Posted by Collection Manager Shawn Pedersen
Well, yes, the nine penguins that will soon call the new Humboldt penguin exhibit home did fly here, but by way of airplanes, not their own power.
Five females and two males arrived yesterday afternoon from SeaWorld San Diego and St. Louis Zoo. They join a pair from Aquarium of Niagara that arrived earlier this week and 11 more penguins arrive later last night from Brookfield Zoo and Rosamond Gifford Zoo. The 10 penguin pairs will be quarantined for 30 days before they waddle out into their brand new exhibit for the first time.
The penguins arrived at the airport in “kennel cab” style dog crates, safely screened to keep them calm. Zookeeper Celine Pardo and I loaded the crates into the zoo’s van and whisked them to the zoo and the off-exhibit area constructed for them behind the new exhibit. One-by-one we opened each kennel at which time a penguin head poked out, wondering where they were. Like the penguins, we didn’t know quite what to expect; despite their seemingly comical personalities, penguins have powerful beaks and can deliver a painful bite! But fortunately, they all seemed rather non-plussed by their trip and waddled out of their kennels. Each penguin came with a band on one wing that identified them. We removed those and replaced them with our own colored-coded bands, weighed them and then released them into the room to meet their new exhibit mates. Invariably they were greeted penguin-style with bowed heads and outspread wings.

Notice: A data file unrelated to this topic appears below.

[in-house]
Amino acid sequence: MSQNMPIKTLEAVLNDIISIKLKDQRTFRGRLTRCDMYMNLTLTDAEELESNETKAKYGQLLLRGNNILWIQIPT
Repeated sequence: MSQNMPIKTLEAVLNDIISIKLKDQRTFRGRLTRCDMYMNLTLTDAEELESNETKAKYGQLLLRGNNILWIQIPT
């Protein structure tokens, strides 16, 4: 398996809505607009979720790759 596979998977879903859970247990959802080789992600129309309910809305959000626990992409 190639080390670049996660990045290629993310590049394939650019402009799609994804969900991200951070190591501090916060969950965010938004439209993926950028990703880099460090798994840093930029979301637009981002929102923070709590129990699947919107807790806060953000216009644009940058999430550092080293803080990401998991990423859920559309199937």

For one penguin this was a homecoming of sorts. “Radar” a female, had been hatched here at Woodland Park back in 1993. She left to join the penguin colony at the Columbus Zoo and then the Saint Louis Zoo and now returns to her point of hatching.
The new arrivals are settling in very well and enjoy swimming in their pool, awaiting the day that the new exhibit opens on May 1 for the zoo member preview day and May 2 for the public.
(Photo top: The newly arrived gang gets acquainted before a dip in their lap pool.
Below: I assisted penguin keeper Celine Pardo as we weighed and banded each new bird.)